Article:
- B. J. Berne and D. Thirumalai, On the simulation of quantum systems: path integral methods. Ann. Rev. Phys. Chem., 37, 401-424 (1986).
- M. E. Tuckerman, B. J. Berne, and G. J. Martyna, Reversible multiple time scale molecular dynamics. J. Chem. Phys., 97, 1990-2001 (1992).
- S. W. Rick, S. Stuart, and B. J. Berne, Dynamical fluctuating charge force fields: Applications to liquid water. J. Chem. Phys., 101, 6141-6156 (1994).
- P. Liu, B. Kim, R. A. Friesner, and B. J. Berne, Replica exchange with solute tempering: A method of sampling biological systems in explicit water. Proc. Natl. Acad. Sci. USA, 102, 13749-13754 (2005).
- T. Young, R. Abel, B. Kim, B. J. Berne, and R. A. Friesner, Motifs for molecular recognition exploiting hydrophobic enclosure in protein-ligand binding. Proc. Natl. Acad. Sci. USA, 104, 808-813 (2007).
- L. Wang, B. J. Berne, and R. A. Friesner. On achieving high accuracy and reliability in the calculation of relative protein-ligand binding affinities. Proc. Natl. Acad. Sci. USA, 109, 1937-1942 (2012).
Liquids at Interfaces
The structure and dynamics of liquids change dramatically near interfaces. Many important physical and chemical processes are in fact defined by the properties of the liquid-solid or liquid-air contact. Understanding the thermodynamics of these interfaces is crucial for catalysis, drug delivery applications, confinement in nanopores, and understanding basic processes such as freezing. Our group has pioneered new methods to properly quantify the behavior of liquids at interfaces from molecular dynamics simulations.
Initially, these new techniques were applied to the water-air interface which had important applications in atmospheric chemistry. Recently, we investigated the behavior of liquids confined in silica nanopores and showed how the dynamics of surface-hydration layer were markedly different than in the bulk center region. Our latest work investigates the antifreeze properties of small molecules which has important applications in cryobiology. Not only are these studies important in their respective fields, but they provide general insights into the complex properties of interfaces which can only be captured using fully-atomistic simulations.
- P. Liu, E. Harder, and B. J. Berne, On the Calculation of Diffusion Coefficients in Confined Fluids and Interfaces with an Application to the Liquid-Vapor Interface of Water. J. Phys. Chem. B, 108, 6595-6602 (2004).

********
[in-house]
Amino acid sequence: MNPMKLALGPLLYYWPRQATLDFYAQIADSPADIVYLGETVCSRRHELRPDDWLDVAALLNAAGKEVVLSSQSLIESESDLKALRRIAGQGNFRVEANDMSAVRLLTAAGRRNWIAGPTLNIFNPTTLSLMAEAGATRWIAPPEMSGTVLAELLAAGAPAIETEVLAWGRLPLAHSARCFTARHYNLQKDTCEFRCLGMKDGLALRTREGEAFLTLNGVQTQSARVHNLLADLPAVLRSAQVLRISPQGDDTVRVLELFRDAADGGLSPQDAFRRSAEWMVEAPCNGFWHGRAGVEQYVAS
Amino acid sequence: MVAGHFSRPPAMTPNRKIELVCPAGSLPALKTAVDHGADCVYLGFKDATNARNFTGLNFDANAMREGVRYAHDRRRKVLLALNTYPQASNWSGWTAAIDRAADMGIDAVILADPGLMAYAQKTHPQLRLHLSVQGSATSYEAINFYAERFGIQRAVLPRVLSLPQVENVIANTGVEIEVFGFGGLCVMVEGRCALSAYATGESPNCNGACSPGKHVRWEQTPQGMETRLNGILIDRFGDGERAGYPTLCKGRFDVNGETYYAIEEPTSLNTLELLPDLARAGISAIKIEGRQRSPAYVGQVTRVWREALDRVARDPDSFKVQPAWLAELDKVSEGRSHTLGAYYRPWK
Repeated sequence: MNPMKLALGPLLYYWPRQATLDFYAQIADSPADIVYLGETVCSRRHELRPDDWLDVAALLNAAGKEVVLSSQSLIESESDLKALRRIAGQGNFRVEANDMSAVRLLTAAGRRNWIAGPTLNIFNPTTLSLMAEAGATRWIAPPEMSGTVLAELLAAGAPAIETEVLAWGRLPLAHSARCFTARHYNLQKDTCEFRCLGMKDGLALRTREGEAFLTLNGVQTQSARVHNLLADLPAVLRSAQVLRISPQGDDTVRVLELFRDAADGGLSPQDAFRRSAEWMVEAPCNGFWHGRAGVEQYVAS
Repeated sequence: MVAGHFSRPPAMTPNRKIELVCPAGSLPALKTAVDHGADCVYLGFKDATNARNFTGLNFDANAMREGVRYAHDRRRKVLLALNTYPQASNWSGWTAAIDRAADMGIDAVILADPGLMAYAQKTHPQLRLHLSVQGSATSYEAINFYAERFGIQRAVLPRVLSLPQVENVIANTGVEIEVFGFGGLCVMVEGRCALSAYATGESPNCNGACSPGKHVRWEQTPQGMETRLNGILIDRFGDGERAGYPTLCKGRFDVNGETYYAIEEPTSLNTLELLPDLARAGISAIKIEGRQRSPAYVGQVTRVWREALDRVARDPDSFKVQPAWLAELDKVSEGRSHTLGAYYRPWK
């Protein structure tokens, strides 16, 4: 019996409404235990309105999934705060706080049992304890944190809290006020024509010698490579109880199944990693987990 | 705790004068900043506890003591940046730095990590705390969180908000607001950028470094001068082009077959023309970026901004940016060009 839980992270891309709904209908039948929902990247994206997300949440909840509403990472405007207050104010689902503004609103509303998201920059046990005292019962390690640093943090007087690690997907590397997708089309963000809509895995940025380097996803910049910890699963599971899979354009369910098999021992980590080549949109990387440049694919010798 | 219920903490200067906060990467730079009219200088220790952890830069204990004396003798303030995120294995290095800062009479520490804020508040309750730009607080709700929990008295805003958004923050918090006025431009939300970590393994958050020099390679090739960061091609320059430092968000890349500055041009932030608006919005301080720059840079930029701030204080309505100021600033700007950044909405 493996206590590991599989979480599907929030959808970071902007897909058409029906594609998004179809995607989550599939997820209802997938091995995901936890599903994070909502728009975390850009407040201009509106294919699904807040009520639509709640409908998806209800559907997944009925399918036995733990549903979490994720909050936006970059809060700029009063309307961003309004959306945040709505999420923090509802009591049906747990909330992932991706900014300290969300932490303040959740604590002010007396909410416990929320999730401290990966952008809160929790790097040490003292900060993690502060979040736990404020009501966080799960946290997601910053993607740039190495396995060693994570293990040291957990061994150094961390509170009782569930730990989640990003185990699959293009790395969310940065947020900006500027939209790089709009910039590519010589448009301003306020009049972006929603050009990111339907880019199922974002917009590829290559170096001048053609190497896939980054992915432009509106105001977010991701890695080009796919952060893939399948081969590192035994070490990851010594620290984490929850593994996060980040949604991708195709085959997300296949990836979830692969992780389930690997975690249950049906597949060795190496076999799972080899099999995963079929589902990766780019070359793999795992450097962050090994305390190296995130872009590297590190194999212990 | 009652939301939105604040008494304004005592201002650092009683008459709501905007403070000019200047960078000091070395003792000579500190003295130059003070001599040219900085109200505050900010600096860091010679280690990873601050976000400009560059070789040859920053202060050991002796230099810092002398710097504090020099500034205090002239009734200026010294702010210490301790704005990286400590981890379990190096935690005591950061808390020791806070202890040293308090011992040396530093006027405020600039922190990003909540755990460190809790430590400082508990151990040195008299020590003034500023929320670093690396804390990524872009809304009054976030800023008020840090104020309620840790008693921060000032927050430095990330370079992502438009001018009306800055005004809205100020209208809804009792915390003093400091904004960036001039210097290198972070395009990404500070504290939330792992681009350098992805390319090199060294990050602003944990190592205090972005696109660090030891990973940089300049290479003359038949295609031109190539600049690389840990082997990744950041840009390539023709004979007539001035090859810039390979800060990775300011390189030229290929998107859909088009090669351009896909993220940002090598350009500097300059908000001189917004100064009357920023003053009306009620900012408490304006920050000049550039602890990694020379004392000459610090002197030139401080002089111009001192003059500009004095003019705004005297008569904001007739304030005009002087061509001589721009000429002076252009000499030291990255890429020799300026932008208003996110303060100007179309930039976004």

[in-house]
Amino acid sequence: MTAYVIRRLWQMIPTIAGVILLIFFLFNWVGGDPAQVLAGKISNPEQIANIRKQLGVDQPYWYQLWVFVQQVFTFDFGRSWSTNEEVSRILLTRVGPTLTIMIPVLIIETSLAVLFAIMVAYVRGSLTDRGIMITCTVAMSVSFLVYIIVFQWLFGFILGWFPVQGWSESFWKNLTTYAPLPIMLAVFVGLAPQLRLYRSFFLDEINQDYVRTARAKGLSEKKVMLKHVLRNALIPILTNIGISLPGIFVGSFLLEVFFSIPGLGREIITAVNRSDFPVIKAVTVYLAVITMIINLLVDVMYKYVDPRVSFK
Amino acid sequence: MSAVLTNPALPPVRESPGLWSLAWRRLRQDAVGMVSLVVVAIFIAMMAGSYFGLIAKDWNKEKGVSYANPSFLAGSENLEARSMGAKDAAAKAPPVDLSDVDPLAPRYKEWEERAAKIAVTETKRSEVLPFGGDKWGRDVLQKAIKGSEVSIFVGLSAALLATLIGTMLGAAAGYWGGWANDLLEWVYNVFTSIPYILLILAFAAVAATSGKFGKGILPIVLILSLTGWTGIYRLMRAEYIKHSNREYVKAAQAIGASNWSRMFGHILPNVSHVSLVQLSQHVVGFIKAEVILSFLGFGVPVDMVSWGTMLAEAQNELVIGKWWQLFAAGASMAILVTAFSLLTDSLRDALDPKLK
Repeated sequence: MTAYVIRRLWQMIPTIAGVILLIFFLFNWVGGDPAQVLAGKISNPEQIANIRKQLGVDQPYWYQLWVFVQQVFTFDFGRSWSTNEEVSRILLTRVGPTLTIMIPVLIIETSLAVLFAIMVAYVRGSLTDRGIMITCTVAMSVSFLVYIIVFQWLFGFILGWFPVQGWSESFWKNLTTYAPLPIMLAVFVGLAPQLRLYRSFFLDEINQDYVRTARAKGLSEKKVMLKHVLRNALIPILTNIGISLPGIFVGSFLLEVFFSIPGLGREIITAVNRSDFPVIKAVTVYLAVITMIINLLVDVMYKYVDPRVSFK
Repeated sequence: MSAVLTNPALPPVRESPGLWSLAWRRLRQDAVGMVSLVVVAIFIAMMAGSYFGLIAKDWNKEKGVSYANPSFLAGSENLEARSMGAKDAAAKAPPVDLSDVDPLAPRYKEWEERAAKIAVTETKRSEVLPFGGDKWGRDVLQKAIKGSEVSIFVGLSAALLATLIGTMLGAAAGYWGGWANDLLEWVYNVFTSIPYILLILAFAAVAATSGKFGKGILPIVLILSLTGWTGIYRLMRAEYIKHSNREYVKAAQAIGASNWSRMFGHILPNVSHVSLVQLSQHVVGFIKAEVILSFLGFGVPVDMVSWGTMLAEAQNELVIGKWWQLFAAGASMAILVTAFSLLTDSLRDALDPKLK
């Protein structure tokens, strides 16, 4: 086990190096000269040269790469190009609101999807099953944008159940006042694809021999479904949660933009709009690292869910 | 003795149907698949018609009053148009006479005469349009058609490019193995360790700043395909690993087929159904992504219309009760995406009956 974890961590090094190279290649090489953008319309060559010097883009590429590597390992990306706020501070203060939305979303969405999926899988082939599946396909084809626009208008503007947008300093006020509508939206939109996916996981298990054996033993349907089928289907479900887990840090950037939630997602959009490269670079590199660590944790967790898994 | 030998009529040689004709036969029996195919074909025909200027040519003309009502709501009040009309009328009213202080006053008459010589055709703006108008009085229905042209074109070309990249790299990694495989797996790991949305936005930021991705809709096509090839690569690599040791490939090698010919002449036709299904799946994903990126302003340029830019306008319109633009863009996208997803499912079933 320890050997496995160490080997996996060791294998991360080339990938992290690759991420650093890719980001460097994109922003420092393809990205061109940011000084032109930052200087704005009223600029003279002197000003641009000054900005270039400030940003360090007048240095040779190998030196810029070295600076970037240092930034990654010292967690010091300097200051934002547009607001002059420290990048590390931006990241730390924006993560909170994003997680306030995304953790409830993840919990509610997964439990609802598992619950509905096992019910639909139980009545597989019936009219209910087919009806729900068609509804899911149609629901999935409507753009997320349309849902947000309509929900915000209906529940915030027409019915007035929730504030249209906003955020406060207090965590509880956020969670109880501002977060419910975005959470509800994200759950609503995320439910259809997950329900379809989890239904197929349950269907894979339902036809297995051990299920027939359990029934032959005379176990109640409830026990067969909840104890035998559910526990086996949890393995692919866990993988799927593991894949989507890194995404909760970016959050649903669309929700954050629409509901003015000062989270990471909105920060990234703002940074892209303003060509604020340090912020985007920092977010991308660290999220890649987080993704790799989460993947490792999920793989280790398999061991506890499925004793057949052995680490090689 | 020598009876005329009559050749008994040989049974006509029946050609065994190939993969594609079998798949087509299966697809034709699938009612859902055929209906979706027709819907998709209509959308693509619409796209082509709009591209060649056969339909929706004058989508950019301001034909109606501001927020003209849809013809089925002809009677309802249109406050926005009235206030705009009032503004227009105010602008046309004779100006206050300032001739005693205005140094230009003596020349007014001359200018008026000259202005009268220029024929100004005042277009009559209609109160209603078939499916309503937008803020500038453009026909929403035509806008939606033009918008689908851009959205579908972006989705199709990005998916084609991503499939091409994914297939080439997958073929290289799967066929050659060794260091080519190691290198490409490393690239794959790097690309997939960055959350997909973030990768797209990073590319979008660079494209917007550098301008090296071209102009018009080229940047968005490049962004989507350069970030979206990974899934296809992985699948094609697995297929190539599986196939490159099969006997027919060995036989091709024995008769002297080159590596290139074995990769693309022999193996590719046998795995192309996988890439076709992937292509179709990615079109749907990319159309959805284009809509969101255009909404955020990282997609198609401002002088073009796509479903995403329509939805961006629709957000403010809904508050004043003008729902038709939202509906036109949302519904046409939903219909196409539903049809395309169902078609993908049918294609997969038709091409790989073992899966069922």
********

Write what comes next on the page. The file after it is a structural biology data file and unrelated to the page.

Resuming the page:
- P. Liu, E. Harder, and B. J. Berne, Hydrogen-Bond Dynamics in the Air-Water Interface J. Phys. Chem. B, 109, 2949-2955 (2005).
- T. E. Markland and B. J. Berne, Unraveling quantum mechanical effects in water using isotopic fractionation. Proc. Natl. Acad. Sci. USA, 109, 7988-7991 (2012).
- L. Cheng, J. A. Morrone, and B. J. Berne, Structure and dynamics of acetonitrile confined in a silica nanopore. J. Phys. Chem. C, 116, 9582-9593 (2012).
Effect of Osmolytes on Protein Stability
Osmolytes are small co-solvents found endogenously to protect cells against osmotic stress. However, they can have profound effects on protein stability. While some of them are denaturant (e.g. urea), others like trimethylamine N-oxide (TMAO) act as protecting osmolytes in vivo: in denaturing conditions, they bias the protein structure toward the folded state. A longstanding question has been whether their denaturing or stabilizing character arises from direct interaction between the osmolyte molecules and the protein, or instead through an indirect mechanism mediated by water molecules. Recent effort in the group has been devoted to the mechanism of urea-induced denaturation, both on model polymer systems (1) and on a real, large protein system in explicit solvent (2), a computational breakthrough at that time. These studies have shed light on how urea influences hydrophobic interactions, which are key for protein stability. They have also evidenced how urea molecules penetrates directly into the protein, subsequently exposing hydrophobic groups and later leading to full unfolding. Motivated by these successes, the molecular mechanism of protein stabilization by TMAO is now currently under investigation using similar systems and protocols.
- R. Zangi, R. Zhou, and B. J. Berne, Urea's action on hydrophobic interactions. J. Am. Chem. Soc., 131, 1535-1541, (2009).
- L. Hua, R. Zhou, D. Thirumalai, and B. J. Berne, Urea Denaturation by stronger dispersion interactions with proteins than water implies a two stage unfolding. Proc. Natl. Acad. Sci. USA, 105, 16928-16933, (2008).